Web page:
Hundreds of people were forced to evacuated on Friday as a Northern California wildfire threatened rural communities, destroying six homes, threatening thousands more and prompting the governor to declare a state of emergency.

"It's expanding like a balloon," state fire spokeswoman Nancy Longmore said. "It's moving very fast. There's many homes threatened. ... This fire is extremely dangerous."

The slow-moving fire managed to burn about a single square mile on Thursday. However, the fire exploded, burning 101 square miles by Friday evening. It was only 5 percent contained.

At one point, the blaze was bearing down on the 2,700 residents of San Andreas, prompting an evacuation order for the entire town 60 miles east of Sacramento. However, the fire would change direction, and the order was called off a short time later, state fire spokesman Daniel Berlant said.

"The fire was quickly approaching the community," Berlant said. "This fire is very dynamic and changing different directions with the topography. ... That makes it very unpredictable, and with the exponential growth, we're seeing a lot of danger not only to residents in the path of this fire but to our own firefighters, as well."

San Andreas residents were still told to prepare to leave just in case the fire turned around again. At least 460 residents from surrounding towns were under evacuation order and moved to evacuation centers for the night.

One of those evacuation centers was at the San Andreas Town Hall, which itself had to be evacuated for a while. "I had to move a kitchen full of food, 217 beds, three huge air conditioners," said Gina Gonzales, a Red Cross volunteer organizing the evacuation center.

About 90 minutes after moving everything to the Calaveras County Fairgrounds, Cal Fire ordered the evacuation center to move back to the San Andreas Town Hall because firefighters were planning on making the fairgrounds their base camp, Gonzales said.

The lack of communication being given to the evacuees angered some residents, she said.

 Six homes and two outbuildings burned Thursday, and 6,000 more were threatened, Longmore said. The number of homes burned could increase, as Longmore said the blaze was moving through rural areas with houses.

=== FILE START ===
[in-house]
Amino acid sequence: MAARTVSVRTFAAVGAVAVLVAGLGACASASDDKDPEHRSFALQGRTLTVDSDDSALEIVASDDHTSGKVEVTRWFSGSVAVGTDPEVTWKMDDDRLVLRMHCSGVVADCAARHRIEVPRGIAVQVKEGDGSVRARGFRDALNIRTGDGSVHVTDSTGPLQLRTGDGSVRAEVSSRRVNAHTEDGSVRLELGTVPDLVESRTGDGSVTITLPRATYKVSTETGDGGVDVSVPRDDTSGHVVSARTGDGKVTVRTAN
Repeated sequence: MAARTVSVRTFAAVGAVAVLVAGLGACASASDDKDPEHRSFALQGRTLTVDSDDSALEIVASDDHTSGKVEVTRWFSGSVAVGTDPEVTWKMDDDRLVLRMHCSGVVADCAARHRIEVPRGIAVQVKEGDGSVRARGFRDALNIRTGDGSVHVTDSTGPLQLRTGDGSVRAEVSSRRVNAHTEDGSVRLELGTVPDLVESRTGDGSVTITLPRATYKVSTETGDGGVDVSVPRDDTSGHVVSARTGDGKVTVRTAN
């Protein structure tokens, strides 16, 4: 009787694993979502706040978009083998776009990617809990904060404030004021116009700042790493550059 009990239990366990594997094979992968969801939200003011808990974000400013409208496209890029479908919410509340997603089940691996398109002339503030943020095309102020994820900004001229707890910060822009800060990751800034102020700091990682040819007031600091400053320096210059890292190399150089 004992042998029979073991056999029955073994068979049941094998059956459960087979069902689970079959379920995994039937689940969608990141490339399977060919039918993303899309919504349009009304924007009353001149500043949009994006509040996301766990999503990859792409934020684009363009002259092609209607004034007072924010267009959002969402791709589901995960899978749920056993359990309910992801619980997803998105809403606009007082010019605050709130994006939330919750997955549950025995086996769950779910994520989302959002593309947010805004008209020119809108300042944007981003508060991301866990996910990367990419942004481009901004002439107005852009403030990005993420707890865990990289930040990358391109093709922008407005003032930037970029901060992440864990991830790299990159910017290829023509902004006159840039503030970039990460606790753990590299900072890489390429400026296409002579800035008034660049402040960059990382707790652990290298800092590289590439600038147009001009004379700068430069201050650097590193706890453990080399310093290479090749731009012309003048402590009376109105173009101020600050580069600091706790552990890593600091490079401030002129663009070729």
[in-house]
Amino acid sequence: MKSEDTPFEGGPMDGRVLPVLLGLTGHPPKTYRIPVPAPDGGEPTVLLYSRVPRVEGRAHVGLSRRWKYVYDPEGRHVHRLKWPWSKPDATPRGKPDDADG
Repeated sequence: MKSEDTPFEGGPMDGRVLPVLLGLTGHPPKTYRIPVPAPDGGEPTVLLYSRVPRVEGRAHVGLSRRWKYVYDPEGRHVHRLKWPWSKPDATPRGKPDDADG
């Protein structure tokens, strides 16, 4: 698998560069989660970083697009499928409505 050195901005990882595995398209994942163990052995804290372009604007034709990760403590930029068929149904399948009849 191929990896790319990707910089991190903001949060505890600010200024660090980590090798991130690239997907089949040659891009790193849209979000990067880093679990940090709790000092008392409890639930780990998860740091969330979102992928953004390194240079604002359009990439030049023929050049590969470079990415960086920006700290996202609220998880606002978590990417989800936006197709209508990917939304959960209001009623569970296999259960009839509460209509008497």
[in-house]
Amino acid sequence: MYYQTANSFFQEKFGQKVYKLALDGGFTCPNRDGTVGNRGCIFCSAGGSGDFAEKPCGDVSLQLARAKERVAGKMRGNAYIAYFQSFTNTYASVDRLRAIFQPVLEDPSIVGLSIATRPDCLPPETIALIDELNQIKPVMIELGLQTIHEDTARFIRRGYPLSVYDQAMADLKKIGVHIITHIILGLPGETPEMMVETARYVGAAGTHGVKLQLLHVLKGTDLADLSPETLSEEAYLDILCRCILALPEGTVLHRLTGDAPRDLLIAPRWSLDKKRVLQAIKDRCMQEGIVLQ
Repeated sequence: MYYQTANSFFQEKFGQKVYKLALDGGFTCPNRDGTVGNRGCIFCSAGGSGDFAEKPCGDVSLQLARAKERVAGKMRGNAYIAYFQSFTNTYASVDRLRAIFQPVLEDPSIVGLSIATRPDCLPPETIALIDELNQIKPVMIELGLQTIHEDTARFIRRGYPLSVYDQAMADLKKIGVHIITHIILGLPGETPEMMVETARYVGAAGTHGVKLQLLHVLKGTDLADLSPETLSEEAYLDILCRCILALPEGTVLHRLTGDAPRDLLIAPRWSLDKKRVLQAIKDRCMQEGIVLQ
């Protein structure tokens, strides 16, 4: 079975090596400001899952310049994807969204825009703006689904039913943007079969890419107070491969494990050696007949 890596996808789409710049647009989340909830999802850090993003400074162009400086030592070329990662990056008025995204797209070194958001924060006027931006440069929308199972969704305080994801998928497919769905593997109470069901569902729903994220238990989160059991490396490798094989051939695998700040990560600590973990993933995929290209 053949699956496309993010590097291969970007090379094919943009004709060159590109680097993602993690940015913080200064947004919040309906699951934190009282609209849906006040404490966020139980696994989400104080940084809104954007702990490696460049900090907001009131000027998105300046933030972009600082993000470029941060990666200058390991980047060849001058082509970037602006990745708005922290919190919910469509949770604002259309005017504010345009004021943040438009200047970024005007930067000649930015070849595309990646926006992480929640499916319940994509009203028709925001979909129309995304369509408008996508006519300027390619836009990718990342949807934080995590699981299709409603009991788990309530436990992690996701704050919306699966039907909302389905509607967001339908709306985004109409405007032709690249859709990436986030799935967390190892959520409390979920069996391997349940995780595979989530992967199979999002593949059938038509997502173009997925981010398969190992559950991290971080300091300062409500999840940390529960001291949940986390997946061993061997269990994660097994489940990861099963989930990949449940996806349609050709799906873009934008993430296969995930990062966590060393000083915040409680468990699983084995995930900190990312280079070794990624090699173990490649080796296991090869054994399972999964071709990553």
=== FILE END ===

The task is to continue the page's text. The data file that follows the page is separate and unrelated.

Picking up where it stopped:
"The plan is to try to get this thing out," she said. "It's going to take quite a bit of work. We're in for the long haul here."

Gov. Jerry Brown declared a state of emergency, helping to free up funding and resources in the firefight.

More than 1,500 firefighters, 178 engines and seven air tankers and 16 helicopters were dispatched to fight the fire, which began Tuesday. The cause of the fire is still under investigation.

Meanwhile another California wildfire threatened to sweep through an ancient grove of Giant Sequoia trees. The lightning-caused fire has charred 172 square miles and grew by nearly 40 square miles in the last week.

In a fight to save the trees, firefighters have been clearing lines with bulldozers around the Grant Grove and putting up sprinklers, said Andy Isolano, a spokesman for the Clovis Fire Department.

The grove is named for the towering General Grant tree that stands 268 feet tall. There are dozens of Sequoia groves in the Sierra Nevada, and some trees are 3,000 years old.

Fresno County Sheriff's deputies were going door to door Friday distributing mandatory evacuation notices to residents in the tiny community of Dunlap, east of Fresno. About 130 people live in Dunlap, but it wasn't clear how many residents will need to leave.

On Thursday, officials from Kings Canyon National Park ordered the evacuation of all Sequoia National Forest park visitors and park employees, concession staff and residents of Wilsonia in the Grant Grove area of the park.

The Associated Press contributed to this report.